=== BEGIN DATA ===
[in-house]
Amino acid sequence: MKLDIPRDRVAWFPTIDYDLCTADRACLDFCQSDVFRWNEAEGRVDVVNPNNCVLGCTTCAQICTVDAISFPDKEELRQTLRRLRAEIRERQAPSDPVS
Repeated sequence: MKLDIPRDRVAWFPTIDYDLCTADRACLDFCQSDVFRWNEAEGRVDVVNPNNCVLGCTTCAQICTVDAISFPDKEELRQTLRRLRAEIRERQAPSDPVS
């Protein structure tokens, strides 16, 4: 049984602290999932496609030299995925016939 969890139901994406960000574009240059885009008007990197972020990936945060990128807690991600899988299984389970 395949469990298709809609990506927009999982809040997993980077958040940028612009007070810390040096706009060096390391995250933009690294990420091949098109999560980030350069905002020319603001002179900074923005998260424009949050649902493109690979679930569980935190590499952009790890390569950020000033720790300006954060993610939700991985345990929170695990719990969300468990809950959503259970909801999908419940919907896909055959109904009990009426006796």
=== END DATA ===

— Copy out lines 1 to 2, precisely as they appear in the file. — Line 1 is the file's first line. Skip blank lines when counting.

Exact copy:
[in-house]
Amino acid sequence: MKLDIPRDRVAWFPTIDYDLCTADRACLDFCQSDVFRWNEAEGRVDVVNPNNCVLGCTTCAQICTVDAISFPDKEELRQTLRRLRAEIRERQAPSDPVS